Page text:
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"X" marks the spot

For a first time writer, seeing your precious work crossed out page after page with large "X" can seem daunting. But for writer Jonathan Goldstein it was one of his greatest learning experiences.

Here, in their own words, are Jonathan and his editor Ken Sparling discussing the editing process and how they brought Lenny Bruce is Dead to life. 

Jonathan Goldstein


Ken would send back the pages I'd send him with pretty much a huge "X" through each page. Seeing a big "X" through my most sincere and, what I thought, most beautiful thoughts, was one of the greatest learning experiences ever bestowed on me. It was a lesson in what Hemingway spoke of as "killing your babies." 

After about a dozen pages of these large, corner to corner "X"'s, his hand probably having grown tired from the effort, he'd begin making a small "x" in the margin symbolizing the larger through-the-page "X." But then sometimes he'd "X" out almost a whole page and that was thrilling, because the sentence or two he left behind would shine. Sometimes there would be little scrawled words in the margins that I couldn't read; but often, just based on what I considered "angry handwriting," I'd trash everything within a ten-sentence radius." More from Jonathan Goldstein »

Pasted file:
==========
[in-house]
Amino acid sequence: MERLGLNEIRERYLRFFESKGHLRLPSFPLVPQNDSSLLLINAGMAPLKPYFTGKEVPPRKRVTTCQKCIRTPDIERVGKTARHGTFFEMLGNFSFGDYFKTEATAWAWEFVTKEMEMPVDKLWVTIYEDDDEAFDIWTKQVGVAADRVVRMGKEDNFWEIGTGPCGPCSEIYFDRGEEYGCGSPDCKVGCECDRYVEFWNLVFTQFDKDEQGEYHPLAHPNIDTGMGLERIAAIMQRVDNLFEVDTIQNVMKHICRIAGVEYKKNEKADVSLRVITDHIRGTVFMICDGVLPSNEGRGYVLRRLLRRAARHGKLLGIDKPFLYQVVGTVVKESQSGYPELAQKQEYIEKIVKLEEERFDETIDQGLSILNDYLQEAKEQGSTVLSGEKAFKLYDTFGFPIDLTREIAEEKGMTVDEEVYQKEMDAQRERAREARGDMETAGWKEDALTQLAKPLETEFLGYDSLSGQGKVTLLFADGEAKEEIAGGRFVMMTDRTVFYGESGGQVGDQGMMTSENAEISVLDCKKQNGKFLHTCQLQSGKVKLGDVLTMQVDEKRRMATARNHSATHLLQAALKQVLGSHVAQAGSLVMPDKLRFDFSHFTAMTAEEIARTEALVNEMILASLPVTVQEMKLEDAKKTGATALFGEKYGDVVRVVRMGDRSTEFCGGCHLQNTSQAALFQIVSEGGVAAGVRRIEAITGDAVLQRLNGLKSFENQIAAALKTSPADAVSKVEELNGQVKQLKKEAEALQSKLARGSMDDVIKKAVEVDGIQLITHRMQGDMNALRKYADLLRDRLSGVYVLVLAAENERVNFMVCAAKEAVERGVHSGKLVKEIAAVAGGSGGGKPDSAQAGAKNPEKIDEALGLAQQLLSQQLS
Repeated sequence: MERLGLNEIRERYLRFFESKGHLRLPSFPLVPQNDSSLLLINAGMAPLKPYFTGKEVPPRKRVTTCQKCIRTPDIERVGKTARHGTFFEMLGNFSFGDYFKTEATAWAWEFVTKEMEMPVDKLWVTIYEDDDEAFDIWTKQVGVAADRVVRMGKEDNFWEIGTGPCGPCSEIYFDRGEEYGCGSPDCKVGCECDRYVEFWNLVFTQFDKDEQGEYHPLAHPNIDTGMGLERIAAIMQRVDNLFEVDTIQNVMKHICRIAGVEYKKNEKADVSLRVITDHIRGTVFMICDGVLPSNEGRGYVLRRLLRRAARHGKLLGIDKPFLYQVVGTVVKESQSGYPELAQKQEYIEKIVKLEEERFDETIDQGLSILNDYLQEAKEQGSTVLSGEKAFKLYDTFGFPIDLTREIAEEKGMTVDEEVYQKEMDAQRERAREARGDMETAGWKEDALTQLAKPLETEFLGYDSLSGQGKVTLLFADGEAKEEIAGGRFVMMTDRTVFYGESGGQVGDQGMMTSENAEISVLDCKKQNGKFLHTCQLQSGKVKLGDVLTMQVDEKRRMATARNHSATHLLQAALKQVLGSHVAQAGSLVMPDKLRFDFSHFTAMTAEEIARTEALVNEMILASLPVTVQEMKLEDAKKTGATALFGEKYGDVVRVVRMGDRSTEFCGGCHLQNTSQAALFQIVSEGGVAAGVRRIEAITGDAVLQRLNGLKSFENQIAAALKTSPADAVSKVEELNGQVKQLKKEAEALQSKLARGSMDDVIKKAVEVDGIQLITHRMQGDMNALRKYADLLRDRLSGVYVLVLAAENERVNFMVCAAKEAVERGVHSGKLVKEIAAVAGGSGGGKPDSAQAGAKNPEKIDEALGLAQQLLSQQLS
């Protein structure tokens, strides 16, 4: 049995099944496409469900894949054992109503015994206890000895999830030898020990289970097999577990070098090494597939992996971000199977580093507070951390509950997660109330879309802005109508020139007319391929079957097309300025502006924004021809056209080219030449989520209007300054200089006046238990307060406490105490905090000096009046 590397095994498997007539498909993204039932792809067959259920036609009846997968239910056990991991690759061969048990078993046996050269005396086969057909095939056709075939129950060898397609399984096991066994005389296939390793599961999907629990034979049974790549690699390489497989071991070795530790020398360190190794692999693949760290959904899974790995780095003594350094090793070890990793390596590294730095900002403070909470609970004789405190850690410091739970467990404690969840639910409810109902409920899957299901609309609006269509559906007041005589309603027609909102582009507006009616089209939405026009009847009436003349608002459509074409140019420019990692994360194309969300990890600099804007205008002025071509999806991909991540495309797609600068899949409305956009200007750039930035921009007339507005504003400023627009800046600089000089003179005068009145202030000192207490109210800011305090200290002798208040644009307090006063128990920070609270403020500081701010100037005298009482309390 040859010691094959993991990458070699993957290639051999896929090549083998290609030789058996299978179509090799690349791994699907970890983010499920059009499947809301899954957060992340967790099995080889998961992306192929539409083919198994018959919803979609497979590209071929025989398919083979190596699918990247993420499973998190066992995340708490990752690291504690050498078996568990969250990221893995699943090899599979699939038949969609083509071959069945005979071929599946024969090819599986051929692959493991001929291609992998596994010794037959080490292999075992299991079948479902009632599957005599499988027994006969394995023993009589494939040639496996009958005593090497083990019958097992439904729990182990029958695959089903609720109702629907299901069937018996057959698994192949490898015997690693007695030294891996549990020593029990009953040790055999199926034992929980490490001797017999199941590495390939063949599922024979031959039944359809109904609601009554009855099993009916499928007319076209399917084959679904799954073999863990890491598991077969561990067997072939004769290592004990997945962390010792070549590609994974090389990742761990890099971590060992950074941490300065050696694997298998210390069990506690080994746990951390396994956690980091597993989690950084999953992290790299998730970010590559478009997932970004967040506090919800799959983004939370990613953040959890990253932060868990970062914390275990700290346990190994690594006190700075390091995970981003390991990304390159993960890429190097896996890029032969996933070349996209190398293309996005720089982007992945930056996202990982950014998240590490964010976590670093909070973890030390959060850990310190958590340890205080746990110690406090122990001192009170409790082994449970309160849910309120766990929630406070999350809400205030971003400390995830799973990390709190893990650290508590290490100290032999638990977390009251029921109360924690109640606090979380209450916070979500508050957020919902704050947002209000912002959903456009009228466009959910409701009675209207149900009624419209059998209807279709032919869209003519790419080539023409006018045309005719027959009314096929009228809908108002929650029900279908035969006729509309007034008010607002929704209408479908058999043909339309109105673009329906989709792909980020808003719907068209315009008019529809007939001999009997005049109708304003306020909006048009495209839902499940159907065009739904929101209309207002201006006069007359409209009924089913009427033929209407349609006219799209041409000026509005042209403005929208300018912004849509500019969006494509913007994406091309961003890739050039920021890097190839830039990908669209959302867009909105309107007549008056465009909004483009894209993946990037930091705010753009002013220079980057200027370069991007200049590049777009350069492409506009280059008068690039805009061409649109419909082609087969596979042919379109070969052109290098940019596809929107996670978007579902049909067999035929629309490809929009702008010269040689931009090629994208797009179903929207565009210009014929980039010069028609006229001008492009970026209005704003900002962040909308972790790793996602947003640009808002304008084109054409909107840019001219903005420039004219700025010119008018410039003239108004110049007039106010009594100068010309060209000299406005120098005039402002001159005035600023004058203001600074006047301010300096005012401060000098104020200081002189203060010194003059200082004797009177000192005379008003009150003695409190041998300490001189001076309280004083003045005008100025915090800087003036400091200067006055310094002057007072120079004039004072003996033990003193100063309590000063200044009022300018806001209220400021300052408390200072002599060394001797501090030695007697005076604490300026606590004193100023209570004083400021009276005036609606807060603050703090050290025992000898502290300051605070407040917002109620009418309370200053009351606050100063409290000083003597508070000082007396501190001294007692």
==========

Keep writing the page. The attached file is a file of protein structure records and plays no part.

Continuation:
Ken Sparling


I wanted to have an influence on Jonathan Goldstein when I edited his writing, because what I saw in the best of his writing spoke to me in a powerful way. What I heard behind the best of Jonathan Goldstein's words was a beautiful innocence, an earnestness that shone through Jonathan's intelligence, his well-developed sense of irony, and his cleverness. At his best, Jonathan was able to preserve this earnestness in the face of his own cleverness. At his best, he was able to rein in his cleverness and use it in the service of his earnestness.

I'm not sure exactly what Jonathan saw when he looked at those big "X"s I put through his writing, but they obviously stood for something more than the removal of most of his words. Maybe the "X"s represented something definite, something that said to Jonathan: There is such a thing as quality, the world isn't just chaos, there is something worth aspiring toward in your writing." More from Ken Sparling »


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